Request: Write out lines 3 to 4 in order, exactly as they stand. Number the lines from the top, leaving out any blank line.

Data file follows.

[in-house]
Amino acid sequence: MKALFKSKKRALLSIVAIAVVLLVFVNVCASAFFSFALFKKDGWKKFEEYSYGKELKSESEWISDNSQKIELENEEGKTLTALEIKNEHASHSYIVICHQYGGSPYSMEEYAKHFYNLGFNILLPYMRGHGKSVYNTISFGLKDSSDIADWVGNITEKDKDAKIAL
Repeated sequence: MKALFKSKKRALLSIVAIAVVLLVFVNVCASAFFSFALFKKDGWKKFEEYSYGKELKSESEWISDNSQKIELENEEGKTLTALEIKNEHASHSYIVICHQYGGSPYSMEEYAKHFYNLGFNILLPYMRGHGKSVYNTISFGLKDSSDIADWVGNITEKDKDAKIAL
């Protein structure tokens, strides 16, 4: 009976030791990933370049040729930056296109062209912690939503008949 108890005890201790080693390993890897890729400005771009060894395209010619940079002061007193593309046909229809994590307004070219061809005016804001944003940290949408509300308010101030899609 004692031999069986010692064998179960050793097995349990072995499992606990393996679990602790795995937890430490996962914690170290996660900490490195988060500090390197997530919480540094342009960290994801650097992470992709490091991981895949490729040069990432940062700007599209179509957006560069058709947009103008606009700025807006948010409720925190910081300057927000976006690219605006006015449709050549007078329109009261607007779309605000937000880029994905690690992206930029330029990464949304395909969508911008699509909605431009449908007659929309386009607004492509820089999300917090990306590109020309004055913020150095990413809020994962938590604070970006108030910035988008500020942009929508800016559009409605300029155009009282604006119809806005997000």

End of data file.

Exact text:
Repeated sequence: MKALFKSKKRALLSIVAIAVVLLVFVNVCASAFFSFALFKKDGWKKFEEYSYGKELKSESEWISDNSQKIELENEEGKTLTALEIKNEHASHSYIVICHQYGGSPYSMEEYAKHFYNLGFNILLPYMRGHGKSVYNTISFGLKDSSDIADWVGNITEKDKDAKIAL
């Protein structure tokens, strides 16, 4: 009976030791990933370049040729930056296109062209912690939503008949 108890005890201790080693390993890897890729400005771009060894395209010619940079002061007193593309046909229809994590307004070219061809005016804001944003940290949408509300308010101030899609 004692031999069986010692064998179960050793097995349990072995499992606990393996679990602790795995937890430490996962914690170290996660900490490195988060500090390197997530919480540094342009960290994801650097992470992709490091991981895949490729040069990432940062700007599209179509957006560069058709947009103008606009700025807006948010409720925190910081300057927000976006690219605006006015449709050549007078329109009261607007779309605000937000880029994905690690992206930029330029990464949304395909969508911008699509909605431009449908007659929309386009607004492509820089999300917090990306590109020309004055913020150095990413809020994962938590604070970006108030910035988008500020942009929508800016559009409605300029155009009282604006119809806005997000």